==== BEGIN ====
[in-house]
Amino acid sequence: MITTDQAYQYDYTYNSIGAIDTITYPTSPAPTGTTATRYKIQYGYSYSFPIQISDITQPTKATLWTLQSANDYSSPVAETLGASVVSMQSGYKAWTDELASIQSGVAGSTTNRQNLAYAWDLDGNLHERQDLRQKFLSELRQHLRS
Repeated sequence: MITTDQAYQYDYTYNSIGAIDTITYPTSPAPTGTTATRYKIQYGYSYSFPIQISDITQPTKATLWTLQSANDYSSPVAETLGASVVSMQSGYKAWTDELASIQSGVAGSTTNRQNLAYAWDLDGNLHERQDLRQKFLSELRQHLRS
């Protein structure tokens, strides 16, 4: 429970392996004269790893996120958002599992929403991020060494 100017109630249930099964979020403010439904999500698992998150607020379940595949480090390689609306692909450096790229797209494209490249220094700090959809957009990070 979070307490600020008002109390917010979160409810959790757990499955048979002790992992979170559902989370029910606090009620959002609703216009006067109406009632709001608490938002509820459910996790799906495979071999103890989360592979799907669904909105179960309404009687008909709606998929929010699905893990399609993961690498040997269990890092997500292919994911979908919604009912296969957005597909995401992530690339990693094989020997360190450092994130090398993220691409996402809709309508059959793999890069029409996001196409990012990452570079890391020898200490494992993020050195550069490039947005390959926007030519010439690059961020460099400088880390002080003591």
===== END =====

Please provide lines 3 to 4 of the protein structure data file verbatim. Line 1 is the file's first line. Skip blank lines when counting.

Repeated sequence: MITTDQAYQYDYTYNSIGAIDTITYPTSPAPTGTTATRYKIQYGYSYSFPIQISDITQPTKATLWTLQSANDYSSPVAETLGASVVSMQSGYKAWTDELASIQSGVAGSTTNRQNLAYAWDLDGNLHERQDLRQKFLSELRQHLRS
């Protein structure tokens, strides 16, 4: 429970392996004269790893996120958002599992929403991020060494 100017109630249930099964979020403010439904999500698992998150607020379940595949480090390689609306692909450096790229797209494209490249220094700090959809957009990070 979070307490600020008002109390917010979160409810959790757990499955048979002790992992979170559902989370029910606090009620959002609703216009006067109406009632709001608490938002509820459910996790799906495979071999103890989360592979799907669904909105179960309404009687008909709606998929929010699905893990399609993961690498040997269990890092997500292919994911979908919604009912296969957005597909995401992530690339990693094989020997360190450092994130090398993220691409996402809709309508059959793999890069029409996001196409990012990452570079890391020898200490494992993020050195550069490039947005390959926007030519010439690059961020460099400088880390002080003591």